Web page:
Tuesday, January 11, 2011
More of the same (sort of)
It is now Tuesday evening in the Okhotsk Sea area, well after the time when the crisis should have been over and all the ships extracted. Instead, the news is virtually the same as it was yesterday .
The Krasin (pictured) and the Admiral Makarov are still attempting to lead the Bereg Nadezhdy fish carrier out of the ice, the sole difference being that they are reported to be half way to freedom. Monitored by an Emergencies Ministry helicopter – which suggests, at least, that the storm conditions might have abated - this is painfully slow progress. But it is at least progress, if we are to believe what we are told.
The Western media are largely ignoring the operation, the latest being a barely informative report from the UPI agency, giving no hint of the underlying drama.
Should the Bereg Nadezhdy be safely extracted – and neither the Russian authorities nor their media now seem keen to speculated when - it will have taken the combined efforts of the region's two largest icebreakers to get a 13,000-ton ship to safety. (The largest, nuclear icebreakers, are of course, over in the West, their precise whereabouts unknown to us.)
The icebreakers on station will then have to plough back into the ice, which at this time of year – and at the prevailing temperatures, as low as -23°C - is expanding faster than a man can walk. They then have to pull out a 32,000-ton giant, in circumstances that have never been tried before, in an attempt to save over 340 crewmen.
If this is not a drama worth reporting, then nothing is, but then there are so many more important things to write about.
UPDATES: The Voice of Russia is reporting that the Bereg Nadezhdy has been towed "to a safe place" and that the rescue operation has "entered the final, most complicated stage" - the extraction of the Sodruzhestvo.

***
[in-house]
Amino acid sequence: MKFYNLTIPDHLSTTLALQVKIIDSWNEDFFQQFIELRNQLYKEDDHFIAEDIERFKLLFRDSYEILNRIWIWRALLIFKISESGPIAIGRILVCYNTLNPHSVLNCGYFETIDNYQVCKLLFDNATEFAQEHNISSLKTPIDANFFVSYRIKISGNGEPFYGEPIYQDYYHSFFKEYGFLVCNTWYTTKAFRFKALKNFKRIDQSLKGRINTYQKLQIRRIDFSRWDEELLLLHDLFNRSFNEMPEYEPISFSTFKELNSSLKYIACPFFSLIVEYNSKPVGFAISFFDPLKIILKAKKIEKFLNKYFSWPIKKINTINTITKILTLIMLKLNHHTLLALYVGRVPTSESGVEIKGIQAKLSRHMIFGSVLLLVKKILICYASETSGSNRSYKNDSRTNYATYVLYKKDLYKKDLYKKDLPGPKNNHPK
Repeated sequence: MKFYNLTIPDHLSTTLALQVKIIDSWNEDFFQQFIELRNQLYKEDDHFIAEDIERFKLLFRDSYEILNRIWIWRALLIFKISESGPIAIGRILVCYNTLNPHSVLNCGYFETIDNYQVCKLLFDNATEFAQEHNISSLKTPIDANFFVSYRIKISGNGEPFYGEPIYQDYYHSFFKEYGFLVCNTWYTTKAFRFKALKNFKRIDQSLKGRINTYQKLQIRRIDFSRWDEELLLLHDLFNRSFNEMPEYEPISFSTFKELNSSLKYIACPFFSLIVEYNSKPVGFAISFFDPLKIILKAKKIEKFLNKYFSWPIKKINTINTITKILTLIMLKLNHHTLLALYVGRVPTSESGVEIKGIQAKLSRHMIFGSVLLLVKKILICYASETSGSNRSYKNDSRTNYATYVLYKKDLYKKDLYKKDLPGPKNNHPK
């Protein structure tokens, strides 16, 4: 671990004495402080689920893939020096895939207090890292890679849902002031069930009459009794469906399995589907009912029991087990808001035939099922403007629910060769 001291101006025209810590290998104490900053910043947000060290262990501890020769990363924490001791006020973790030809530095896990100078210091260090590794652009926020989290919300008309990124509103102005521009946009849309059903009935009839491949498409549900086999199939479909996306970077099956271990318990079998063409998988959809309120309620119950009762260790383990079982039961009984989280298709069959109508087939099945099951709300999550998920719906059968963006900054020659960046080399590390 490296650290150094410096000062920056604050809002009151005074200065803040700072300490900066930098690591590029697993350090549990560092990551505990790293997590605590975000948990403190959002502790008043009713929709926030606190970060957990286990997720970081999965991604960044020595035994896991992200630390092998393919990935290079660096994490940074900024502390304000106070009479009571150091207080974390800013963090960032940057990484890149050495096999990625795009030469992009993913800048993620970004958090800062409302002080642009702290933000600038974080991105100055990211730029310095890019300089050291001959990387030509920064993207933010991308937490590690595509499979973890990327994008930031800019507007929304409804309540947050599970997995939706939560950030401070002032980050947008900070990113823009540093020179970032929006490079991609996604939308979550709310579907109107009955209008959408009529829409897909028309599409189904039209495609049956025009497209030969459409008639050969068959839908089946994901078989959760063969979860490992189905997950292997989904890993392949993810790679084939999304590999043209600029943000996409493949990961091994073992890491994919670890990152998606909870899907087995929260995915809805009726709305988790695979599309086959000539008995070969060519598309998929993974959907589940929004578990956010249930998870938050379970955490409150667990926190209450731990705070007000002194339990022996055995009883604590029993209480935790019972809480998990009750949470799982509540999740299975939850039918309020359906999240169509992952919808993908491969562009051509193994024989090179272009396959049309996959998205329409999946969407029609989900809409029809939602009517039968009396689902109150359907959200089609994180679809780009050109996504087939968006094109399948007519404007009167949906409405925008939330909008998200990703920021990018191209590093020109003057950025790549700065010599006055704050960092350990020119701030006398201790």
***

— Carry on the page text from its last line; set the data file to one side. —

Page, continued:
This, according to Novosti, represents a significant change in strategy. The Bereg Nadezhdy has not been towed clear of the ice. Rather she has been moved to a safer place and "parked", saving time for the icebreakers, which can now turn back earlier than they would otherwise have been able, to reach the Sodruzhestvo.
That they are having to do so suggests an element of urgency, which could mean that the bigger ship is at risk of breaking up. The plan now is to re-unite the factory ship with the fish carrier and then the four vessels will move toward clear waters in a single-file convoy. No timescale has been given.
Voice of Russia meantime notes that "it is for the first time in the last few years that the Tatar Strait has frozen to the bottom ... the ice field is continuously enlarging. It was 25 miles wide only recently, while now the field's width makes up 45 miles".
Just another normal winter, it would seem, with global warming rampant.
COMMENT: OKHOTSK SEA CRISIS